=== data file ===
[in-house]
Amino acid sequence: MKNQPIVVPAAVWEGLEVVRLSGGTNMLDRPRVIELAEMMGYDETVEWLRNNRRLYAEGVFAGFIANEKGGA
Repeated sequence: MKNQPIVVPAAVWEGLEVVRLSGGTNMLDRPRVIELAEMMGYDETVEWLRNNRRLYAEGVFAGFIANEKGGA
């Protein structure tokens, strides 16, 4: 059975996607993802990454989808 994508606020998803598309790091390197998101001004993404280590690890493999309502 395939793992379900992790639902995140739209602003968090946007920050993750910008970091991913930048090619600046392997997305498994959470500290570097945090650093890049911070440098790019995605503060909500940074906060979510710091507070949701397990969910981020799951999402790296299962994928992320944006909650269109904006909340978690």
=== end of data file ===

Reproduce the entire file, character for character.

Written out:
[in-house]
Amino acid sequence: MKNQPIVVPAAVWEGLEVVRLSGGTNMLDRPRVIELAEMMGYDETVEWLRNNRRLYAEGVFAGFIANEKGGA
Repeated sequence: MKNQPIVVPAAVWEGLEVVRLSGGTNMLDRPRVIELAEMMGYDETVEWLRNNRRLYAEGVFAGFIANEKGGA
């Protein structure tokens, strides 16, 4: 059975996607993802990454989808 994508606020998803598309790091390197998101001004993404280590690890493999309502 395939793992379900992790639902995140739209602003968090946007920050993750910008970091991913930048090619600046392997997305498994959470500290570097945090650093890049911070440098790019995605503060909500940074906060979510710091507070949701397990969910981020799951999402790296299962994928992320944006909650269109904006909340978690």